I've been catching up on NPR programs by listening online--I love streaming audio! A week ago, I missed a great Fresh Air show about Johnny Cash. I particularly enjoyed the interview with producer Rick Rubin, who worked closely with Cash at the end of his life.
He talked about Johnny Cash as a spiritual person: "He's probably the most committed spiritual person I've ever met. He really lived his life according to his connection with God, really. And he had such an honest and pure way about it that - I remember we had a dinner party at my house one night with Johnny and June and some musicians and some film directors, and before dinner, Johnny had everyone hold hands and he said a prayer and he read from a Bible. And I know some of the people at the table had never experienced that before and some of the people at the table were even atheists. But his belief in what he believed was so strong that what you believed didn't matter so much because you were in the presence of someone who really believed and that felt good and that made you believe really in him more than anything else. It was really beautiful."
I've thought about that quote all week. I want to be that kind of spiritually authentic person, so that even atheists will not object to saying a prayer with me, because my life has been such a witness.
I've known other Christians who wanted to be a witness, but just turned people off. Somehow they seemed insincere, either because their behavior didn't match their words, or because they were too militant, or because nonbelievers felt harassed. How do we achieve that Johnny Cash authenticity without veering into that dangerous side territory of hypocrisy? Do we have to have those years of struggle and desperate living to achieve that kind of authenticity?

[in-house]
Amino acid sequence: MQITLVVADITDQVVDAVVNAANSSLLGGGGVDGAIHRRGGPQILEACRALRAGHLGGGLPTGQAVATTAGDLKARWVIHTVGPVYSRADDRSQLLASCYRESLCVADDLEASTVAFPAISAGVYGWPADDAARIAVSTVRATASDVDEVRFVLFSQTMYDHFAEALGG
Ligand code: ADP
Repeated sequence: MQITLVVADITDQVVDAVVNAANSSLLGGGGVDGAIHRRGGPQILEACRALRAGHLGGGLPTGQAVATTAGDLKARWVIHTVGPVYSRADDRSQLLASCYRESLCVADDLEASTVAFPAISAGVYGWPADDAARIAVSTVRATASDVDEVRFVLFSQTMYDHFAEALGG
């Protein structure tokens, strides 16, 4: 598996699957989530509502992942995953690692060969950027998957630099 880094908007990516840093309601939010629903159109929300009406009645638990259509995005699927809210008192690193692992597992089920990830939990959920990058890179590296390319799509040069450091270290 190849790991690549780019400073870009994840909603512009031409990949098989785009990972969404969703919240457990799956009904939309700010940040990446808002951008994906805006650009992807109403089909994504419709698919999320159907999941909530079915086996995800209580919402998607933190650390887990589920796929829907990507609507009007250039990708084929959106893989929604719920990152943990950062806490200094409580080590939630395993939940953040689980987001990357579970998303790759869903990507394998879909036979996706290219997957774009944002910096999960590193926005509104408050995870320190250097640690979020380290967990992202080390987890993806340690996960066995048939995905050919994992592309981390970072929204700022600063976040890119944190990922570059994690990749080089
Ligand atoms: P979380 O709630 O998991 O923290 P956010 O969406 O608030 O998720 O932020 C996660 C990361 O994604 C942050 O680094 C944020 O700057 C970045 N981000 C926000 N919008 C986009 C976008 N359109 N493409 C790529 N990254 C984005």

Perhaps one achieves that authenticity by being quiet for a good long time. In Fooling with Words: A Celebration of Poets and Their Craft, Bill Moyers interviews a wide variety of poets. The Buddhist poet, Jane Hirshfield talks about Teahouse practice: "Teahouse practice means that you don't explicitly talk about Zen. It refers to living your life as if you were an old woman who has a teahouse by the side of the road. Nobody knows why they like to go there, they just feel good drinking her tea. She's not known as a Buddhist teacher, she doesn't say 'This is the Zen teahouse.' All she does is simply serve tea--but still, her decades of attentiveness are part of the way she does it. No one knows about her faithful attention to the practice, it's just there, in the serving of the tea and the way she cleans the counters and washes the cups" (page 112).
The one thing I've noticed is that authentic people get a lot of practice. They don't just come to an authentic life fully formed. It is through the daily practice and daily work and the work of being self-aware and vigilant that we come to authenticity.
feeling the feelings…
1 year ago